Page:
Why TV Writing Competitions Can Be More Subversive Than You Think

In Discussion by Edward Nawotka

Hissa Hilal performing on Poet's Millions in 2010.

Hissa Hilal performing on Poet’s Millions in 2010.

By Edward Nawotka, Editor-in-Chief

Friday’s feature story reviews “Masterpiece,” the new literary talent show airing on Rai3 in Italy. In the United States, we have no shortage of reality TV shows that put individuals into competition to win money, prizes or fame. None, feature writers (unless you consider Jeopardy! a reality show, in which case several winners have gone on to become writers…). When the news hit last week about “Masterpiece,” much debate ensued about whether or not it was much of a good idea.

Personally, I found this piece by Carolyn Kellogg suggesting “11 potential reality shows about writing” to be especially funny.

What seems to have been missed in much of the discussion is that televised writing competitions already have a history, abroad. What’s more, they are often more subversive than you might think.

In the United Arab Emirates, “Poets Millions” has aired since 2008. Drawing contestants from all over the Gulf, it is an American Idol style that where writers compete in performing Nabati poetry (or colloquial, nomadic poetry). It is a slick production — the live filming I attended in Abu Dhabi featured plenty of lasers and dry ice — and it offers many of the same features as the reality shows on which it is modeled: a trio of judges (one gruff, one encouraging, one who is just cool), audience histrionics, a huge cash prize — 5 million dirham ($1.3 million) to the winner. Of course, there are some major differences: the audience was segregated between men and women, creating a kind of visual yin-yang in the audience.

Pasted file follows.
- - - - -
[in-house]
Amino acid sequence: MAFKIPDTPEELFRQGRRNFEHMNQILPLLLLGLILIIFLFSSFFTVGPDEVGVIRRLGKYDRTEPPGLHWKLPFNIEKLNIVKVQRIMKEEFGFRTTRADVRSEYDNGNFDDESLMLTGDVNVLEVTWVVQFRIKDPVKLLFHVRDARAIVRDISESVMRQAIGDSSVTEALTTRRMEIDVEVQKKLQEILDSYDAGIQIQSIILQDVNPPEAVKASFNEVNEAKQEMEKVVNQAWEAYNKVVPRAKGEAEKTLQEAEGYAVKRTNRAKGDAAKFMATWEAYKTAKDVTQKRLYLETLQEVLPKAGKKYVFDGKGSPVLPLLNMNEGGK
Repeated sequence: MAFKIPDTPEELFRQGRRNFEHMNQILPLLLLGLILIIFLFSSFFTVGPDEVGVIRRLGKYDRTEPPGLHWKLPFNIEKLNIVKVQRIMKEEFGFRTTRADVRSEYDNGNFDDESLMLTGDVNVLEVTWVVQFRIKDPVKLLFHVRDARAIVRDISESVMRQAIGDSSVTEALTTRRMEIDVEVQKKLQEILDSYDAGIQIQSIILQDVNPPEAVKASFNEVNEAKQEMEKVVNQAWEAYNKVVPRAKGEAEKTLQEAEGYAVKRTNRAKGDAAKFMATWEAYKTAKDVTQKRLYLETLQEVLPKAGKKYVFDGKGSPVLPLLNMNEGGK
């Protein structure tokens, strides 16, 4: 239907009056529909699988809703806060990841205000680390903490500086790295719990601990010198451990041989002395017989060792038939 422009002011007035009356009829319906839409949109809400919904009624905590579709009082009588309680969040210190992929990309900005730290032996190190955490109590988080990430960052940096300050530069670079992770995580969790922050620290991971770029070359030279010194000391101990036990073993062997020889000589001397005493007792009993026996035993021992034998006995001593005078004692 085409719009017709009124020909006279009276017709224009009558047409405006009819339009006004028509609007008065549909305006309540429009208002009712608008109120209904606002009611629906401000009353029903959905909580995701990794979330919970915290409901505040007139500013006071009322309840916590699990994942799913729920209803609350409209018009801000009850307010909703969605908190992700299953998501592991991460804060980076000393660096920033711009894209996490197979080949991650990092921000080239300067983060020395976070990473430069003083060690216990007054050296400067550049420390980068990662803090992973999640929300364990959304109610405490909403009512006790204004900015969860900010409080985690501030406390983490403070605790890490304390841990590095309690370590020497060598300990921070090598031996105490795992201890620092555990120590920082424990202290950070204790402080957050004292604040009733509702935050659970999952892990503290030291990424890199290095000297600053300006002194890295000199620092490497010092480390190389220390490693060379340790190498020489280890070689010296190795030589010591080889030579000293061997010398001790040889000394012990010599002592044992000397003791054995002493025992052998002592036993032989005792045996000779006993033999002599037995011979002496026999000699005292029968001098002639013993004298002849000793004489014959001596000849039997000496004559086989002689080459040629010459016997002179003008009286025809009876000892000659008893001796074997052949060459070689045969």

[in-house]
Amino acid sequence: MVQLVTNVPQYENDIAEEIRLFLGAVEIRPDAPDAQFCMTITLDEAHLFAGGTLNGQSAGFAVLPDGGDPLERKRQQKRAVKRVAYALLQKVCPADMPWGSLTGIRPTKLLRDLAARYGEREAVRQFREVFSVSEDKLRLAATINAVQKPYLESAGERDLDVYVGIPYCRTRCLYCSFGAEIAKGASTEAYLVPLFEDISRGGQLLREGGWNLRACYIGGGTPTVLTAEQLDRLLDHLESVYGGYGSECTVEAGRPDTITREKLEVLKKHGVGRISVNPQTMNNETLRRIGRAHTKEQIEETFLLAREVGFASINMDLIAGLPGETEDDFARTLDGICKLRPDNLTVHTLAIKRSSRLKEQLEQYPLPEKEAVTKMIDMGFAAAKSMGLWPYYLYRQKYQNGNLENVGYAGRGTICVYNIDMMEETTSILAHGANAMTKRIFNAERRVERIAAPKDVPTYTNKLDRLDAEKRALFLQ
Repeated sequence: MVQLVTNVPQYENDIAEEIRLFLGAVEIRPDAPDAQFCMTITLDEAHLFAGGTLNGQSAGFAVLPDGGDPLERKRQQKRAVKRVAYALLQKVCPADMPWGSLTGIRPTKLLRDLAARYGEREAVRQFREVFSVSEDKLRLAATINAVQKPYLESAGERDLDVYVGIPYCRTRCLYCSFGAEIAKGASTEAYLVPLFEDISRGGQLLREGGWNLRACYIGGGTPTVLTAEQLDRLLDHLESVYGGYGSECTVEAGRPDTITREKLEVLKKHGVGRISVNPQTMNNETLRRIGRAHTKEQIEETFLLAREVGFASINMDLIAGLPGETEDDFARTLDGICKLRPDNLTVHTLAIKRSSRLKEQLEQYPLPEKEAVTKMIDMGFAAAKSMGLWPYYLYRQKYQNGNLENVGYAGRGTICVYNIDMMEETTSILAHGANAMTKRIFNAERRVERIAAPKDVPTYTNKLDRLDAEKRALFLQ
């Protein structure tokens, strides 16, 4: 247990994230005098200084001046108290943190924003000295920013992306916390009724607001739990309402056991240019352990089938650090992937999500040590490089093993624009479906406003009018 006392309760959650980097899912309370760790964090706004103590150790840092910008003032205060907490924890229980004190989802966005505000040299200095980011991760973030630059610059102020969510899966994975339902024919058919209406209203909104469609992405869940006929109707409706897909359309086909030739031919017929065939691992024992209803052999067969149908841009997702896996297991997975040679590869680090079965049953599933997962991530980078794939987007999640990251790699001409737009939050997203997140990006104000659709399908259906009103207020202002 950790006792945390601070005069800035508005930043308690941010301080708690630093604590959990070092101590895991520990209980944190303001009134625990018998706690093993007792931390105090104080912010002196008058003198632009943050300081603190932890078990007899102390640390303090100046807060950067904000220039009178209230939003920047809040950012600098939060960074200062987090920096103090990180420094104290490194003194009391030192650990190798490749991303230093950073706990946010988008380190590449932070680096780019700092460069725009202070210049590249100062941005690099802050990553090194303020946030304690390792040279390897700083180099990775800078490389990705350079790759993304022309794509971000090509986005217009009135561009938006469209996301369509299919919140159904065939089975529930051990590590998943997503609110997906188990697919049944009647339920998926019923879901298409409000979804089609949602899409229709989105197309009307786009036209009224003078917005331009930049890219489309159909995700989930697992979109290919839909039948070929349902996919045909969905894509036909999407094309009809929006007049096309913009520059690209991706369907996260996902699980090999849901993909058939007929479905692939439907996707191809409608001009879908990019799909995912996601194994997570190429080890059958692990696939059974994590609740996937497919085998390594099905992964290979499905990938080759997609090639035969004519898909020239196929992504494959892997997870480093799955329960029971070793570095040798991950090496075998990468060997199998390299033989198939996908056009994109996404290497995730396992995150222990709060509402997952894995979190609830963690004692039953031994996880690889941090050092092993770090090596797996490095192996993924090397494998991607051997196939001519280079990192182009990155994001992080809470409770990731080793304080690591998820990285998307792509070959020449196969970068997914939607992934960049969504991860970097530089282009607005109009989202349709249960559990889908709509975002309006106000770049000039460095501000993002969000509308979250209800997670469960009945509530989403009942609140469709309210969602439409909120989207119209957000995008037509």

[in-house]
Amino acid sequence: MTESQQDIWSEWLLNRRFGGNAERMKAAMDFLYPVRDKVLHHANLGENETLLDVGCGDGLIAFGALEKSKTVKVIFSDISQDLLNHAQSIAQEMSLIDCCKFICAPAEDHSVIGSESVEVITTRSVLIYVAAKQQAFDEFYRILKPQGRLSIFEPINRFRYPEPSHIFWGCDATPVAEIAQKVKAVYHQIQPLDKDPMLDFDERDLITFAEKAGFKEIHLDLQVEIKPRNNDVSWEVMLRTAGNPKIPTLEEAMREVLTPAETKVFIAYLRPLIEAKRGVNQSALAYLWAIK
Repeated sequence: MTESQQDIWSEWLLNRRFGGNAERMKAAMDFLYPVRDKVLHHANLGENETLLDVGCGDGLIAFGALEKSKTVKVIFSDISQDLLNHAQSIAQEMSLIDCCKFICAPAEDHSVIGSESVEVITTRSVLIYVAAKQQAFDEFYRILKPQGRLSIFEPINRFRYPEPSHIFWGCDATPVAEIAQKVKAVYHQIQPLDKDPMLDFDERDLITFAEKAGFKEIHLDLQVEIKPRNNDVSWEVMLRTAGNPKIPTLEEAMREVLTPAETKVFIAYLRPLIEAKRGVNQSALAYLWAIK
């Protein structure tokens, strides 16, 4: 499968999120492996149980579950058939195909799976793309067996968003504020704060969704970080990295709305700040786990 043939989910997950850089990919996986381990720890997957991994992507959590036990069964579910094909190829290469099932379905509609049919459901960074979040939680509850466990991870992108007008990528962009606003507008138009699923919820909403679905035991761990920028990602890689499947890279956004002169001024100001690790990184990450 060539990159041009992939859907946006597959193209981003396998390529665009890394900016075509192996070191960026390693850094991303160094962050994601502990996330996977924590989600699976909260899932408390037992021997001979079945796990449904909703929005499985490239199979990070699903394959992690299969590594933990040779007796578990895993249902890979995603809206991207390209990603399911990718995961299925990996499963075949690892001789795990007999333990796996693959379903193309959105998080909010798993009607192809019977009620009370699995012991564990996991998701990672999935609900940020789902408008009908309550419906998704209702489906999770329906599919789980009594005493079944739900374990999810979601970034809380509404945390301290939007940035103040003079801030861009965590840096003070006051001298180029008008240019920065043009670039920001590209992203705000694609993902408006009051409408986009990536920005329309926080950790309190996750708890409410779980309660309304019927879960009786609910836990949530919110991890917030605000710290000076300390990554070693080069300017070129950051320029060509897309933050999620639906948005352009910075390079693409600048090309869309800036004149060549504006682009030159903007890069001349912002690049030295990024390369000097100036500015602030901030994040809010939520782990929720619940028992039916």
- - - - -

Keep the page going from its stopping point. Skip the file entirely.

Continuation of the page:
The show has been a hit for Al Arabia network and is now entering its sixth year. It’s also been somewhat groundbreaking. Poetry in the Arabic-speaking world has been dominated by male writers, but in 2010, Hissal Hilal, a female poet from Saudi Arabia, while in full read a poem attacking hardline clerics on live television. She advanced to the finals that year, but lost.

In Italy, where immigration from Africa is always at issue, author Taiye Selasi Photograph: Nancy Crampton

In Italy, where immigration from Africa is always at issue, author Taiye Selasi’s appearance as a judge on Masterpiece makes an important point.  Photograph: Nancy Crampton

It took real bravery for a woman from a country where people are still stoned to death to speak her mind.

Of course, some forms of subversion are not so overt.

Elsewhere, in Peru a competition called LuchaLibro, would-be-writers don Mexican wrestling masks to compete against each other in a no-holds barred short story writing competition, all with the hope of winning the grand prize of a publishing contract. There, the message is subtle: yes, we want to write, and yes our publishing industry is in such disarray that we have to cover our faces to compete for the prize of a contract. It is, unsurprisingly, not televised, but performed as theater.

Then we come to Italy’s “Masterpiece” — a show that sticks to the tried-and-true TV reality show competition formula: the intro where contestants are vetted, the hopeful backstories, the “challenges.” Here, the surprise is the choice of judge: Taiye Selasi, an American of Nigerian and Ghanaian origin and a rising literary star. So what’s odd about that? In Italy, immigration from Africa has been widely debated and, among some segments of society, vociferously derided. Racism remains an endemic problem.

Putting a beautiful, intelligent black, female writer who hails from Africa in the position of judging young Italian literary hopefuls has a delicious subtext to it, don’t you agree?

About the Author

Edward Nawotka

A widely published critic and essayist, Edward Nawotka serves as a speaker, educator and consultant for institutions and businesses involved in the global publishing and content industries. He was also editor-in-chief of Publishing Perspectives since the launch of the publication in 2009 until January 2016.